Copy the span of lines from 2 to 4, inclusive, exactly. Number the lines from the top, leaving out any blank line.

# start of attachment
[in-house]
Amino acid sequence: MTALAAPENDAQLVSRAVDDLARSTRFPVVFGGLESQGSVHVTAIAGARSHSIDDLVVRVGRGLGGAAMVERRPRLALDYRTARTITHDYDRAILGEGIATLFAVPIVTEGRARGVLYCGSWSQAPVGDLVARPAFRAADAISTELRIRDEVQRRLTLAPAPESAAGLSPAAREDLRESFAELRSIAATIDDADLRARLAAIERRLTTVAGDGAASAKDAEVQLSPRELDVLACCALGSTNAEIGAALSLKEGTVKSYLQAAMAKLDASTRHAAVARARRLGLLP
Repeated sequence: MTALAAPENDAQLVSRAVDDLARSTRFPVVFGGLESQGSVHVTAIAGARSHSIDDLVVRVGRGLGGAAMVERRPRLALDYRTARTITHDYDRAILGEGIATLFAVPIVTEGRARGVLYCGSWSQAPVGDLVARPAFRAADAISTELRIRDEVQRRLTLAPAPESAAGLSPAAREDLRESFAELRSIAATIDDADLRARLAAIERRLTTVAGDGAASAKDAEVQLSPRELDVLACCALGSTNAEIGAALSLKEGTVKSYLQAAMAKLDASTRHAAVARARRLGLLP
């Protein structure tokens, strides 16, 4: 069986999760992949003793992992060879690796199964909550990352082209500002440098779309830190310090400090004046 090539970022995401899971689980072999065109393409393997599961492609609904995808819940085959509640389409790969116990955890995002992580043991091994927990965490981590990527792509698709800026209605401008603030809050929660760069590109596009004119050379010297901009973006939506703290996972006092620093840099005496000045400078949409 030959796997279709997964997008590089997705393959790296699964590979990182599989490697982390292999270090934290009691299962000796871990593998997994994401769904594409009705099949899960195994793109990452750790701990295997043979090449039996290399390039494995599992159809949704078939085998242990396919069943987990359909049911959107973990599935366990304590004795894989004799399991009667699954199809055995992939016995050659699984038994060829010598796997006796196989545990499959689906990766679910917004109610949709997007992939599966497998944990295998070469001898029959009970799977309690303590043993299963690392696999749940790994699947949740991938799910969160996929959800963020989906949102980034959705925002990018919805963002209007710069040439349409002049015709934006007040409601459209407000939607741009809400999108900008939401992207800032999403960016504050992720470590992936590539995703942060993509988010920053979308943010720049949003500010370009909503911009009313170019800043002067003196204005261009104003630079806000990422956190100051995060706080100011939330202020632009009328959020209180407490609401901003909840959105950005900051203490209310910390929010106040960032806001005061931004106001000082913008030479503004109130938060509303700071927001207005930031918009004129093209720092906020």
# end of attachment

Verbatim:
Amino acid sequence: MTALAAPENDAQLVSRAVDDLARSTRFPVVFGGLESQGSVHVTAIAGARSHSIDDLVVRVGRGLGGAAMVERRPRLALDYRTARTITHDYDRAILGEGIATLFAVPIVTEGRARGVLYCGSWSQAPVGDLVARPAFRAADAISTELRIRDEVQRRLTLAPAPESAAGLSPAAREDLRESFAELRSIAATIDDADLRARLAAIERRLTTVAGDGAASAKDAEVQLSPRELDVLACCALGSTNAEIGAALSLKEGTVKSYLQAAMAKLDASTRHAAVARARRLGLLP
Repeated sequence: MTALAAPENDAQLVSRAVDDLARSTRFPVVFGGLESQGSVHVTAIAGARSHSIDDLVVRVGRGLGGAAMVERRPRLALDYRTARTITHDYDRAILGEGIATLFAVPIVTEGRARGVLYCGSWSQAPVGDLVARPAFRAADAISTELRIRDEVQRRLTLAPAPESAAGLSPAAREDLRESFAELRSIAATIDDADLRARLAAIERRLTTVAGDGAASAKDAEVQLSPRELDVLACCALGSTNAEIGAALSLKEGTVKSYLQAAMAKLDASTRHAAVARARRLGLLP
């Protein structure tokens, strides 16, 4: 069986999760992949003793992992060879690796199964909550990352082209500002440098779309830190310090400090004046 090539970022995401899971689980072999065109393409393997599961492609609904995808819940085959509640389409790969116990955890995002992580043991091994927990965490981590990527792509698709800026209605401008603030809050929660760069590109596009004119050379010297901009973006939506703290996972006092620093840099005496000045400078949409 030959796997279709997964997008590089997705393959790296699964590979990182599989490697982390292999270090934290009691299962000796871990593998997994994401769904594409009705099949899960195994793109990452750790701990295997043979090449039996290399390039494995599992159809949704078939085998242990396919069943987990359909049911959107973990599935366990304590004795894989004799399991009667699954199809055995992939016995050659699984038994060829010598796997006796196989545990499959689906990766679910917004109610949709997007992939599966497998944990295998070469001898029959009970799977309690303590043993299963690392696999749940790994699947949740991938799910969160996929959800963020989906949102980034959705925002990018919805963002209007710069040439349409002049015709934006007040409601459209407000939607741009809400999108900008939401992207800032999403960016504050992720470590992936590539995703942060993509988010920053979308943010720049949003500010370009909503911009009313170019800043002067003196204005261009104003630079806000990422956190100051995060706080100011939330202020632009009328959020209180407490609401901003909840959105950005900051203490209310910390929010106040960032806001005061931004106001000082913008030479503004109130938060509303700071927001207005930031918009004129093209720092906020």